Kira Rattles a Drakon by IA Mullin©
IA Mullin 2016 All rights reserved. 

Kira Rattles a Drakon

A Short Story

By IA Mullin

Kira froze at the edge of the meadow. She knew the forest was dangerous. Everyone in the village said so. There were wild cats and bears, poisonous plants, and other dangers that she could not foresee. There were even drakons, chimera, griffins, and cyclopes, although the adults didn’t believe in them. Still she had come into the forest. Grandmother would be furious if she found out. Grandmother had told Kira not to let the little kitten out of the yard, and if the kitten did get out, not to follow it into the forest. But she had. Rattles was a gift to her from her father, the merchant. She was her best friend and companion. They had to return before nightfall when Grandmother would come home.

   Kira peered around the tree and watched the meadow carefully. She had seen Rattles come this way. She knew open meadows were even more dangerous than the trees. She couldn’t see anything moving, so very slowly, Kira took a step out of the trees into the tall grass. A deep growl shook the forest, seeming to emanate from the very ground. Kira clutched her chiton, trying to still her frightened trembling.

   Slowly Kira turned and looked around the small field. Still nothing moved. No deer, no bears, no big cats. Not a hare or any birds. Even the insects had stilled. She took a step forward, and when the growl did not come again, she took another. Her only wish was to find her kitten and hurry back home.

   A slight movement caused Kira to stop and look closely at the huge rock pile by the stream. An eye stared back. An enormous, poisonous green eye. A full grown Drakon’s eye.


   Kira gasped and fell to the grass, hiding her face.

   “Why have you come?” rumbled a deep grating voice.

   “Please, Great Drakon, don’t eat me or turn me to stone,” Kira squeaked.

   “That is not what I asked,” growled the Drakon.

   “I’m sorry,” Kira stammered. “I was just looking for my kitten. She ran away into the trees and I want to take her home.”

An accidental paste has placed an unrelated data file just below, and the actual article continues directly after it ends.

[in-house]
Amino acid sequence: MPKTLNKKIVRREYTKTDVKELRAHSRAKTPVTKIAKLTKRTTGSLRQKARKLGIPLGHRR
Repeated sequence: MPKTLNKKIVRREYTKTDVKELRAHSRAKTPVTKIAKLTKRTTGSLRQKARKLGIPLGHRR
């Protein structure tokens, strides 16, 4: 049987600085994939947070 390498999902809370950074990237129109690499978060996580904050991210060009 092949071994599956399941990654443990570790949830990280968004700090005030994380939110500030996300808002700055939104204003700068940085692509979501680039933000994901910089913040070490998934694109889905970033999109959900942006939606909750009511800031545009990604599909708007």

“Stand up then and look. I will not harm you today.”

   Kira was unsure. Everyone had always told her not to look a Drakon in the eye or he would petrify her. It was also known that young maiden was a favorite meal. Yet she had seen his eye already, and he had said he would not harm her.

   Could he be trusted? Or maybe it was a trap?

   Kira took a breath; she had to find her kitten. She raised her head just a little and looked more closely at the rocks.

   “Oh!” she gasped in surprise and stood up. “You are beautiful!”

   The great Drakon half lidded his eye, pleased with her reaction. She studied his sinuous body, easily longer than three trees were tall. His emerald green scales flecked with obsidian. His short powerful legs ending in sharp, curved black talons as long as her arm. His long finned tail wrapping around the large moss covered rocks. He was perfectly camouflaged. He flicked his green forked tongue at her and she flinched. She looked shyly at his head, a flattened wedge like a giant snake resting on the ground. His eye, larger than she was tall, had a black slit pupil dividing the great orb into two crescents. And there on the scaled ridge above his luminous gaze sat the black and copper kitten.

   Kira covered her mouth with her hands in surprise, then giggled as the little tortoiseshell kitten wrapped her tail around her paws and started to purr. The Drakon’s eye narrowed to an angry slit.

   “I see nothing funny! Why do you laugh at me? Am I not the most impressive creature you have ever seen?” the Drakon growled.

   “Oh, yes you are, Great Drakon,” Kira replied seriously. “I only laughed to see such a tiny kitten content and proud to sit above your luminous eye. I did not mean to offend you.”

   The Drakon relaxed, satisfied by the girl’s awe of him. He tried to study her more closely, but the creature on his head was blurring his vision.

   “I do not like the way it is vibrating,” grunted the Drakon. “Get it off now.”

   “Rattles, you silly little kitten, come down here,” Kira called sweetly.

   Rattles stood and stretched, and then leaped lightly down the Drakon’s snout to the grass. The kitten rubbed around Kira’s ankles and mewed happily.

   “Rattles? That is a strange name for a tiny creature. Why do you call it that?”

   “I named her Rattles because of the way she stands with her back arched and her tail wiggling up in the air when she wants attention. Like now,” Kira answered smiling at the kitten’s antics.

   “Silly creature indeed,” muttered the serpent sourly.